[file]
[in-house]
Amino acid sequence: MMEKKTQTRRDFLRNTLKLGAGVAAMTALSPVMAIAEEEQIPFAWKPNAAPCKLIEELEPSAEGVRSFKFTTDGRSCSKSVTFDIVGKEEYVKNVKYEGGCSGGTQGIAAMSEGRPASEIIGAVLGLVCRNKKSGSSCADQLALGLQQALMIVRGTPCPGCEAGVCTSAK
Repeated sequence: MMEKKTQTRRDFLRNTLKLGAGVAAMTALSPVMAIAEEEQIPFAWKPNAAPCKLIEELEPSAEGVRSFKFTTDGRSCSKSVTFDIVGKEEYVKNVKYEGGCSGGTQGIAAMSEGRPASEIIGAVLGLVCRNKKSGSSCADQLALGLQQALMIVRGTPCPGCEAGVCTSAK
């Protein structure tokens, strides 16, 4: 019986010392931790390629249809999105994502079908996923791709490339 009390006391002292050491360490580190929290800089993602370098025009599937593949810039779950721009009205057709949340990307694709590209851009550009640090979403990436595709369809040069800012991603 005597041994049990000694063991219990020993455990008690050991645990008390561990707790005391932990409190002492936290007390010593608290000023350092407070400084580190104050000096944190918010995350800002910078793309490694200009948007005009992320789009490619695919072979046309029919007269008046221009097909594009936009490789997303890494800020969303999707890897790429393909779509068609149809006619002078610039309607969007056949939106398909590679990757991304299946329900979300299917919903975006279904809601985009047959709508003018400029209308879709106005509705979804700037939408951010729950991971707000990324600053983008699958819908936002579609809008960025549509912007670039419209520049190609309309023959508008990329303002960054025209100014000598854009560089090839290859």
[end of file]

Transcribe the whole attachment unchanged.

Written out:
[in-house]
Amino acid sequence: MMEKKTQTRRDFLRNTLKLGAGVAAMTALSPVMAIAEEEQIPFAWKPNAAPCKLIEELEPSAEGVRSFKFTTDGRSCSKSVTFDIVGKEEYVKNVKYEGGCSGGTQGIAAMSEGRPASEIIGAVLGLVCRNKKSGSSCADQLALGLQQALMIVRGTPCPGCEAGVCTSAK
Repeated sequence: MMEKKTQTRRDFLRNTLKLGAGVAAMTALSPVMAIAEEEQIPFAWKPNAAPCKLIEELEPSAEGVRSFKFTTDGRSCSKSVTFDIVGKEEYVKNVKYEGGCSGGTQGIAAMSEGRPASEIIGAVLGLVCRNKKSGSSCADQLALGLQQALMIVRGTPCPGCEAGVCTSAK
């Protein structure tokens, strides 16, 4: 019986010392931790390629249809999105994502079908996923791709490339 009390006391002292050491360490580190929290800089993602370098025009599937593949810039779950721009009205057709949340990307694709590209851009550009640090979403990436595709369809040069800012991603 005597041994049990000694063991219990020993455990008690050991645990008390561990707790005391932990409190002492936290007390010593608290000023350092407070400084580190104050000096944190918010995350800002910078793309490694200009948007005009992320789009490619695919072979046309029919007269008046221009097909594009936009490789997303890494800020969303999707890897790429393909779509068609149809006619002078610039309607969007056949939106398909590679990757991304299946329900979300299917919903975006279904809601985009047959709508003018400029209308879709106005509705979804700037939408951010729950991971707000990324600053983008699958819908936002579609809008960025549509912007670039419209520049190609309309023959508008990329303002960054025209100014000598854009560089090839290859």